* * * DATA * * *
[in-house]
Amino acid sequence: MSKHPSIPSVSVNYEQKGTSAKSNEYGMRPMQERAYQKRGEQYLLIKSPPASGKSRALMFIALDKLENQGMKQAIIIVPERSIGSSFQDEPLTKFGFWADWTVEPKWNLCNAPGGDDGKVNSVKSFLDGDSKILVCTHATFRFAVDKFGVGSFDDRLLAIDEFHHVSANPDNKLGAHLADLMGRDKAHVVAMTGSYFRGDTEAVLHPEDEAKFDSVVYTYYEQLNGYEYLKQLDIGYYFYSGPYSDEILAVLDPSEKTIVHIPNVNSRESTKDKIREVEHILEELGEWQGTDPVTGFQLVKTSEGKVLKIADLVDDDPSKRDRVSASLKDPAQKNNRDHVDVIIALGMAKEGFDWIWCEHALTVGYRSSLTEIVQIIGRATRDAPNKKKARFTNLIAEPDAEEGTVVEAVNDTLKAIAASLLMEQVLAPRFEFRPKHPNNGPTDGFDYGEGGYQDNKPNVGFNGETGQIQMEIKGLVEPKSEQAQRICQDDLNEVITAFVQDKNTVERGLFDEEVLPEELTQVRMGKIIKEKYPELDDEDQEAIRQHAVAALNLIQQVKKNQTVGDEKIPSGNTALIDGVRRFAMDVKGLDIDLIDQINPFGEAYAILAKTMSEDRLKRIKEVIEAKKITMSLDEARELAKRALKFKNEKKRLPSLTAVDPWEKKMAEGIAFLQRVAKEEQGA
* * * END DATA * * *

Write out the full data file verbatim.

[in-house]
Amino acid sequence: MSKHPSIPSVSVNYEQKGTSAKSNEYGMRPMQERAYQKRGEQYLLIKSPPASGKSRALMFIALDKLENQGMKQAIIIVPERSIGSSFQDEPLTKFGFWADWTVEPKWNLCNAPGGDDGKVNSVKSFLDGDSKILVCTHATFRFAVDKFGVGSFDDRLLAIDEFHHVSANPDNKLGAHLADLMGRDKAHVVAMTGSYFRGDTEAVLHPEDEAKFDSVVYTYYEQLNGYEYLKQLDIGYYFYSGPYSDEILAVLDPSEKTIVHIPNVNSRESTKDKIREVEHILEELGEWQGTDPVTGFQLVKTSEGKVLKIADLVDDDPSKRDRVSASLKDPAQKNNRDHVDVIIALGMAKEGFDWIWCEHALTVGYRSSLTEIVQIIGRATRDAPNKKKARFTNLIAEPDAEEGTVVEAVNDTLKAIAASLLMEQVLAPRFEFRPKHPNNGPTDGFDYGEGGYQDNKPNVGFNGETGQIQMEIKGLVEPKSEQAQRICQDDLNEVITAFVQDKNTVERGLFDEEVLPEELTQVRMGKIIKEKYPELDDEDQEAIRQHAVAALNLIQQVKKNQTVGDEKIPSGNTALIDGVRRFAMDVKGLDIDLIDQINPFGEAYAILAKTMSEDRLKRIKEVIEAKKITMSLDEARELAKRALKFKNEKKRLPSLTAVDPWEKKMAEGIAFLQRVAKEEQGA